> < > > : @t⇢t t⇢t + ✓Z t⇢tdx ◆ ⇢t = 0, @t t + ↵t t + 1 2 2 t ✓Z ⇢t tdx ◆ t + E ⇢t = 0. (F-AIG) 17
  18. Wasserstein AIG flow The Wasserstein AIG flow (Carillo, 2020, Amir,

    et.al. 2019) satisfies 8 < : @t⇢t + r · (⇢t r t) = 0, @t t + ↵t t + 1 2 kr t k2 + E ⇢t = 0. (W-AIG) 18
  19. Covariance AIG We consider AIG dynamics in Gaussian distributions. Theorem

    Suppose that ⇢0 , ⇢ ⇤ 2 Nn 0 and their covariance matrices are ⌃0 and ⌃⇤ . E(⌃) evaluates the KL divergence from ⇢ to ⇢ ⇤ . Here (⌃t, St) satisfies ( ˙ ⌃t (St⌃t + ⌃tSt) = 0, ˙ St + ↵tSt + S 2 t + 2r⌃t E(⌃t) = 0, (W-AIG-G) with initial values ⌃0 = ⌃0 and S0 = 0. Especially, for any t 0, ⌃t is well-defined and stays positive definite. 19 Flows
  20. Convergence rate of W-AIG flows Theorem Suppose that E(⇢) satisfies

    Hess( ) for > 0. The solution ⇢t to (W-AIG) with ↵t = 2 p satisfies E(⇢t)  C0e p t = O(e p t). If E(⇢) only satisfies Hess(0), then the solution ⇢t to (W-AIG) with ↵t = 3/t satisfies E(⇢t)  C 0 0t 2 = O(t 2). Here the constants C0, C 0 0 only depend on ⇢0. 20
  21. Time scaling and Convergence results Convergence rate I A su

    cient condition for Hess( ) is that f(x) is -strongly convex. I The W-AIG flow improves the O(e 2 t) convergence rate of the gradient flow to O(e p t), especially when is close to 0. Convexities estimations I from Wasserstein Hessian operator (Otto, Villani et.al.)=Weak form of Bakry-Emery Gamma calculus. I Modified Fisher-Rao in optimal transport space =Weak form of Gamma calculus (Li, 2018). I Modified Fisher-Rao in generalized optimal transport space=Information Gamma calculus (Feng, Li, 2019-2022). 21 (Lott, Villani, Strum, et.al.) Generalized tenors from (Arnold, Carlen, Ju, Erb, Baudoin, Garofalo).
  22. W-AIG flows in the particle level Proposition Suppose that Xt

    ⇠ ⇢t and Vt = r t(Xt) are the position and the velocity of a particle at time t. Then, the di↵erential equation of the particle system corresponding to (W-AIG) writes ( dXt = Vtdt, dVt = ↵tVtdt rf(Xt)dt r log ⇢t(Xt)dt. 22
  23. Discrete-time algorithm for W-AIG flow For i = 1, 2

    . . . N, the update rule follows ( V i k+1 = ↵kV i k p ⌧(rf(X i k ) + ⇠k(X i k )), X i k+1 = X i k + p ⌧V i k+1. If E(⇢) is Hess( ), then ↵k = 1 p ⌧ 1+ p ⌧ ; if E(⇢) is Hess(0) or is unknown, then ↵k = k 1 k+2 . Here ⇠k(x) is an approximation of r log ⇢t(x). Di culties I The approximation of r log ⇢t(x). I The sti↵ness of AIG flows. 23
  24. Learning density from Brownian motion I Given the bandwidth h,

    {Xi k }N i=1 and a step size s, we can compute two particle systems Y i k (h) = X i k s⇠k(x; h), Z i k = X i k + p 2sB i , i = 1, . . . N, where Bi is the standard Brownian motion. I Minimize MMD(ˆ ⇢Y , ˆ ⇢Z), the maximum mean discrepancy between the empirical distribution ˆ ⇢Y (x) = PN i=1 (x Y i k (h)) and ˆ ⇢Z(x) = PN i=1 (x Zi k ). I Optimize over h, using the bandwidth hk 1 from the last iteration as the initialization. 24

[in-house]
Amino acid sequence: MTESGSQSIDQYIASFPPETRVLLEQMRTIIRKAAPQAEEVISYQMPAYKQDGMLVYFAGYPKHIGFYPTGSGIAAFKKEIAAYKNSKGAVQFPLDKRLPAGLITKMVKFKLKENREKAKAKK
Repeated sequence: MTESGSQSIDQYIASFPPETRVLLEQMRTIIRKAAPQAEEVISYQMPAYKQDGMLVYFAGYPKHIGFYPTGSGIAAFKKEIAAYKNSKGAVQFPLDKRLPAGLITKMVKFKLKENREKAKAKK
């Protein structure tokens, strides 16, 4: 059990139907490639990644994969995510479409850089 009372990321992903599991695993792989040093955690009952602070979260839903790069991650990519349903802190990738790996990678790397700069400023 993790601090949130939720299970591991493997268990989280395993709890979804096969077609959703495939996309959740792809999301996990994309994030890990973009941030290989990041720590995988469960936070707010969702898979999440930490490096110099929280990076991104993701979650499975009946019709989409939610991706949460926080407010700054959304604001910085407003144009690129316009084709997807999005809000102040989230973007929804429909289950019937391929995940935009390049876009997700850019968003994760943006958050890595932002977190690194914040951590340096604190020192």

25. Adaptive restart in density space I The second equation in

    (W-AIG) is the Hamilton-Jacobi equation, which usually has the strong sti↵ness. We propose an adaptive restart technique to deal with this problem. Consider 'k = N X i=1 ⌦ V i k+1, rf(X i k ) + ⇠k(X i k ) ↵ , which can be viewed as discrete-time approximation of @tE(⇢t). I If 'k < 0, then we restart the algorithm with initial values Xi 0 = Xi k and V i 0 = 0. I This essentially keeps @tE(⇢t) negative along the trajectory. I The numerical results show that the adaptive restart accelerates and stabilizes the discrete-time algorithm. 25
  26. AIG Algorithm Algorithm 1 Particle implementation of Wasserstein AIG flow

    Require: initial positions {Xi 0 }N i=1 , step size ⌧, number of iteration L. 1: Set k = 0, V i 0 = 0, i = 1, . . . N. Set the bandwidth h0 by MED. 2: for l = 1, 2, . . . L do 3: Compute hl based on BM: hl = BM(hl 1 , {Xi k }N i=1 , p ⌧). 4: Calculate ⇠k (Xi k ) with the bandwidth hl . 5: Set ↵k based on whether E(⇢) is Hess( ) or Hess(0). Update V i k+1 = ↵k V i k p ⌧(rf(Xi k ) + ⇠k (Xi k )), Xi k+1 = Xi k + p ⌧V i k+1 . 6: if RESTART then 7: Compute 'k = P N i=1 ⌦ V i k+1 , rf(Xi k ) + ⇠k (Xi k ) ↵ . 8: If 'k < 0, set Xi 0 = Xi k and V i 0 = 0 and k = 0; otherwise set k = k+1. 9: else 10: Set k = k + 1. 11: end if 12: end for 26
  27. Gaussian examples: ODE level I The initial value is set

    to be ⌃0 = I. I The following figure presents the convergence of the KL divergence on two target distributions with small/large L. Figure: The acceleration of W-AIG flow and the e↵ect of adaptive restart (ODE level). The target density is a Gaussian distribution with zero mean on R100. Left: L = 1,  ⇡ 3.8 ⇥ 103. Right: = 1,  ⇡ 4.0 ⇥ 103. 27
  28. Gaussian examples: Particle level I The initial distribution of samples

    follows N(0, I) and the number of samples is N = 600. I For a particle system {Xi k }N i=1 , we record the KL divergence E(ˆ ⌃k) using the empirical covariance matrix ˆ ⌃k . Figure: The acceleration of W-AIG flow and the e↵ect of adaptive restart (particle level). The setting of the target density is identical to the previous figure. 28
  29. Bayesian logistic regression Figure: Comparison of di↵erent methods on Bayesian

    logistic regression, averaged over 10 independent trials. The shaded areas show the variance over 10 trials. Top: BM Bottom: MED. Left: Test accuracy; Right: Test log-likelihood. 29
  30. Projected Wasserstein gradient algorithms 30 Mean fi eld games/Optimal transport

    +Optimization+UQ methods
  31. PWGD for COVID-19 dynamics 29

  32. Neural network PWGD for PDE Bayesian inference 32

  33. None
  34. C Complex Systems Bayesian Sampling Future works Time Discretization Spatial

    Discretization Entropy Entropy Flux Metric Optimization